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Woolseyism / Film

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Animated Films

  • Shrek:
    • In the Czech version of the first movie, the translators have smuggled in a number of references to popular Czech fairy tales. And the Czech dubbing of Shrek movies in general have a lot of these.
    • The Polish versions are loaded with Woolseyisms, pretty much like all movies translated by Bartosz Wierzbieta. Wierzbieta's translations and "localization" of jokes that are more obscure in Poland are almost universally praised there.
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    • The Latin American Spanish version of the Donkey was dubbed by Mexican comedian Eugenio Derbez, who took a lot of liberties with the script and even referenced his (at the time) popular sketch TV show, yet the dubbing worked giving the nature of the character.
    • The French dub replaced Mongo for the giant gingerbread man with Cake Kong, arguably a funnier name.
    • In Puss in Boots, a Parental Bonus pun involving the "golden eggs" works even better in Spanish, as "huevos" is both the Spanish word for "eggs" and the Spanish slang equivalent of "balls."
    • The Norwegian version also has a few of these. When Shrek rescues Fiona from the tower, she asks him "What kind of a knight ARE you?!" and he replies "One of a kind." In Norwegian, his reply was changed to "Ridderen over alle riddere!" ("The knight above all knights"). This is a reference to Shrek's Norwegian voice, Asgeir Borgemoen, who was the host of a popular children's show called "Fritt Fram" where he refered to himself as "Sjefen over alle sjefer" ("The boss of all bosses"). And when Farquaad is torturing/interrogating Gingy, instead of "The Muffin Man, who lives on Drury Lane" they reference a Norwegian song about "The baker who lives in Eastern Aker", which also carried over into Shrek 2. In the same movie, King Harold is renamed "Harald", which is what the current king of Norway is called.
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  • Most of the best lines in Disney dubs from the 90s are ad-libs from the translators anyway (because there's no other way to "translate" humor).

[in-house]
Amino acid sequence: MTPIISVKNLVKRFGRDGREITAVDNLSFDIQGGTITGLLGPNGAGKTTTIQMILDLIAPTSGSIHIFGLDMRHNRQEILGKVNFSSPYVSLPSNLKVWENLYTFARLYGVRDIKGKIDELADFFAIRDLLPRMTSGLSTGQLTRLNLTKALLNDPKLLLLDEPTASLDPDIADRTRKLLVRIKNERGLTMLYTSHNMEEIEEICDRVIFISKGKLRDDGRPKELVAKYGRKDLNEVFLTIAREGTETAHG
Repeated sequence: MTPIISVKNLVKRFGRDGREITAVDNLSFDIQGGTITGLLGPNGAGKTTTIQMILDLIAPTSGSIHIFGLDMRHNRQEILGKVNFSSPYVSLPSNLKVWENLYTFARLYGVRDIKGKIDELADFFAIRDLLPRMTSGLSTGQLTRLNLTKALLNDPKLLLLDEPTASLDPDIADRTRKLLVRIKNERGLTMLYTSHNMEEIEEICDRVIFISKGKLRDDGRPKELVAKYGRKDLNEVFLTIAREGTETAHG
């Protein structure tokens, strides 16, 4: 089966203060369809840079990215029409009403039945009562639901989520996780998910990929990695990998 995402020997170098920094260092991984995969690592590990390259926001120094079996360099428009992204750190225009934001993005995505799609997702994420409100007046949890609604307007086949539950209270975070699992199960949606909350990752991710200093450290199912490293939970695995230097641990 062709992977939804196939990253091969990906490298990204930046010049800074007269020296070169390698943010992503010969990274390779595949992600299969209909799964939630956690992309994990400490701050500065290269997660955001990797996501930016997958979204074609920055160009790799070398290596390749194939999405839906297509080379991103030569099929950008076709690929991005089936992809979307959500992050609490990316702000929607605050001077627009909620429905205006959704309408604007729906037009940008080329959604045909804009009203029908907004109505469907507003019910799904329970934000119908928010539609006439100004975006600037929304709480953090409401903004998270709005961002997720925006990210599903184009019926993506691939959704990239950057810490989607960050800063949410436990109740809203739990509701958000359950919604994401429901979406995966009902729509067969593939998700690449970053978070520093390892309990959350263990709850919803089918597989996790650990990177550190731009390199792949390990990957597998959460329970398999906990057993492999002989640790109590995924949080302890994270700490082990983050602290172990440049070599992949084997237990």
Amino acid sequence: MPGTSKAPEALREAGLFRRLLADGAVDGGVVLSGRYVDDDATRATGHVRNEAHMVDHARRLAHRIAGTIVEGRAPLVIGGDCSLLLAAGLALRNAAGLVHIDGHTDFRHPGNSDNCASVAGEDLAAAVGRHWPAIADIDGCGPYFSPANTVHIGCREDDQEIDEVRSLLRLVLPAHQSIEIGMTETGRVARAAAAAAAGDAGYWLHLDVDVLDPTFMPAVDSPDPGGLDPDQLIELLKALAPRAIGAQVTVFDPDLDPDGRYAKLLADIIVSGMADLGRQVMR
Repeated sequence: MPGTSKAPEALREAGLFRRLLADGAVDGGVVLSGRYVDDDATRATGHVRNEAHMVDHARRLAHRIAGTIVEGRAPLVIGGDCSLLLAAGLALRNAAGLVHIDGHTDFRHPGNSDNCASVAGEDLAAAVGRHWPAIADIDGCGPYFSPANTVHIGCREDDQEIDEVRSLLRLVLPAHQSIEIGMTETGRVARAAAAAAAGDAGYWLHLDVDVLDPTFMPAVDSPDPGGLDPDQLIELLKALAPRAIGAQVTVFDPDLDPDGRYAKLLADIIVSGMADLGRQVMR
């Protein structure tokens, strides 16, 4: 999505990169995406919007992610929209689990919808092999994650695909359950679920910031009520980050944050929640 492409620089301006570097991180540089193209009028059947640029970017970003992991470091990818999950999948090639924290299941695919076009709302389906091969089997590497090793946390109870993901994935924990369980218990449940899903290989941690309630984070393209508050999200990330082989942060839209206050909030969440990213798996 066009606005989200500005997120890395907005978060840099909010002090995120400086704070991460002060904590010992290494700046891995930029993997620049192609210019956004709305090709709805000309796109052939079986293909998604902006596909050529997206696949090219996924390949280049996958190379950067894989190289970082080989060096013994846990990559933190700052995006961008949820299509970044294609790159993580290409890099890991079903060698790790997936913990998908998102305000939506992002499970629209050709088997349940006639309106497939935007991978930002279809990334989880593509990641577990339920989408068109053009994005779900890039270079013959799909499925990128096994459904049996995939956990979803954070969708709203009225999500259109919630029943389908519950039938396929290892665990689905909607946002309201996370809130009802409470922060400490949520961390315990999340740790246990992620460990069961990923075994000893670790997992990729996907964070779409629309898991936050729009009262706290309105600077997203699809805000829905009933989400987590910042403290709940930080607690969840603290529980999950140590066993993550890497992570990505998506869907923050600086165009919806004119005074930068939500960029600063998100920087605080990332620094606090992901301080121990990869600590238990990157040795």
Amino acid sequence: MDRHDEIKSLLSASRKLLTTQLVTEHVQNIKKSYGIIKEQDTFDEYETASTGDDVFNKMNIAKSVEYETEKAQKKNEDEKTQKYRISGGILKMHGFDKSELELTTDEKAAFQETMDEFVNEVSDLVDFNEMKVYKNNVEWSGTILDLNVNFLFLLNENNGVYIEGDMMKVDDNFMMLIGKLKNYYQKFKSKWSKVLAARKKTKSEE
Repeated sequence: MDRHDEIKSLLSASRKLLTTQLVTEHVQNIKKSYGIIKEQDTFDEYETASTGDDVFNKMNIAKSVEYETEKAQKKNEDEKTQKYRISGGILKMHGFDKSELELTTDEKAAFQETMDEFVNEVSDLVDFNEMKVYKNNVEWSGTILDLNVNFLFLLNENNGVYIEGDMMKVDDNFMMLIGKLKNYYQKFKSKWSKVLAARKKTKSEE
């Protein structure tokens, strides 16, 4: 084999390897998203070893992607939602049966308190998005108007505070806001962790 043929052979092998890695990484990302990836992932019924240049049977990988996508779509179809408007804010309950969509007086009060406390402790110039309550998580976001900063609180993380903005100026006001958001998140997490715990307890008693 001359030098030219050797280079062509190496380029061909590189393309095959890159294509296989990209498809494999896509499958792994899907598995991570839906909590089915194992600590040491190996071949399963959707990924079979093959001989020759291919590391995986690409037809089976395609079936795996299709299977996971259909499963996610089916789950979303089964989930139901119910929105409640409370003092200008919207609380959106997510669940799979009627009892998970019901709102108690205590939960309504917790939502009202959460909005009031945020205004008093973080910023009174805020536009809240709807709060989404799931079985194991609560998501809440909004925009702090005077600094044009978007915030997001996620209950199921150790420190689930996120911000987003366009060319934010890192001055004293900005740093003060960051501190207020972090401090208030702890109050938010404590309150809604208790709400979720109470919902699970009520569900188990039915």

• Aladdin
    • In "Prince Ali", the Genie joins a trio of well-built young ladies in a balcony, disguised as a courtesan. The French dub turns "Well, get on out in that square" to "Il y a du monde au balcon" ("it's crowded on the balcony"), which is an extremely popular, ironic euphemism used to say "wow, these breasts are big" — a holdover from the tradition of "precious language". This joke was just so good that the dubbers threw it in without any regard for the original line. Hilarity Ensues.
    • The immediate next line, "moi j'ai du voile au menton" ("me, I've got a veil on my chin") sounds like a case of the Genie gratuitously stating the obvious, except that it also sounds a lot like "j'ai du poil au menton" ("I've got hair on my chin"), which could also be true, on account of the Genie turning into a rather homely woman and having a beard in his normal form.
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    • The French "Prince Ali" also translates the "strong as ten regular men, definitely!" line into the wonderful "qui vous porte d'Abou Dhabi à bout de bras!" ("carrying you from Abu Dhabi at arm's length!"). Carrying people with his arms extended being literally what Aladdin is doing onscreen at this exact moment, along with "à bout de bras" sounding very similar to Abu Dhabi, forming a pleasant repetition.
    • The French dub also turns the song "One Jump Ahead" into "Je Vole" — the song takes advantage of the double meaning of the refrain "Je vole", using it to mean both "I fly" and "I steal". It also fits with the song's ending, where Aladdin escapes out a window.
    • The European Spanish translation of 'One Jump Ahead' has Aladdin declare: "Yo soy el rey, toreando a los guardias, y hoy no me quedo sin pan, tal vez, cuando llegue el ramadán!" This means "I am the king of dodging guards, and I won't go without bread, unless it's Ramadan".
  • The French translation of Beauty and the Beast is also pretty awesome. "The Mob Song" is already amazing in English but the French dub changes most of the lyrics to paint the Beast as a devilish soul-stealing monster and it's absolutely effective.
    Aux frontières/ Du mystère/ Au château de l'impossible/ Vit le diable dans son horrible tanière.
  • The Lion King:
    • Disney understood sometime in the 1990's that bad adaptations ruin movies, so they created DCVI, a whole company dedicated to dubs. The French department somehow managed to recruit some of the most creative translators out there, and made them work with great dubbers. The result, especially for this film, was crack.